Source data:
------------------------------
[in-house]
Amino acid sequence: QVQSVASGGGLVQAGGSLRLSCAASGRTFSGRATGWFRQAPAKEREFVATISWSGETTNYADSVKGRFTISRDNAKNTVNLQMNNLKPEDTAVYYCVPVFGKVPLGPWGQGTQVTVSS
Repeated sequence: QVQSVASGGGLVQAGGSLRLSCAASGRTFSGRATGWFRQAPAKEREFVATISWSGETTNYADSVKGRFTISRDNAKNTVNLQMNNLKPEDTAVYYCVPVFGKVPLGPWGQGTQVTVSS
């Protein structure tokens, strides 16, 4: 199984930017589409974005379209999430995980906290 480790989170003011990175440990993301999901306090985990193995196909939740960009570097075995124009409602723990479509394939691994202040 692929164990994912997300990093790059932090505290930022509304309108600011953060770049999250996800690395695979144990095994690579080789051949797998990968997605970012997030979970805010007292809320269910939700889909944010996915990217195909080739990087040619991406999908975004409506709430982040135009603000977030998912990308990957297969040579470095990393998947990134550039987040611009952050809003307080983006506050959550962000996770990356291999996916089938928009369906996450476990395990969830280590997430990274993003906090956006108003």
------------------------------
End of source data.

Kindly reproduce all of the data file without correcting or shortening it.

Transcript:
[in-house]
Amino acid sequence: QVQSVASGGGLVQAGGSLRLSCAASGRTFSGRATGWFRQAPAKEREFVATISWSGETTNYADSVKGRFTISRDNAKNTVNLQMNNLKPEDTAVYYCVPVFGKVPLGPWGQGTQVTVSS
Repeated sequence: QVQSVASGGGLVQAGGSLRLSCAASGRTFSGRATGWFRQAPAKEREFVATISWSGETTNYADSVKGRFTISRDNAKNTVNLQMNNLKPEDTAVYYCVPVFGKVPLGPWGQGTQVTVSS
């Protein structure tokens, strides 16, 4: 199984930017589409974005379209999430995980906290 480790989170003011990175440990993301999901306090985990193995196909939740960009570097075995124009409602723990479509394939691994202040 692929164990994912997300990093790059932090505290930022509304309108600011953060770049999250996800690395695979144990095994690579080789051949797998990968997605970012997030979970805010007292809320269910939700889909944010996915990217195909080739990087040619991406999908975004409506709430982040135009603000977030998912990308990957297969040579470095990393998947990134550039987040611009952050809003307080983006506050959550962000996770990356291999996916089938928009369906996450476990395990969830280590997430990274993003906090956006108003």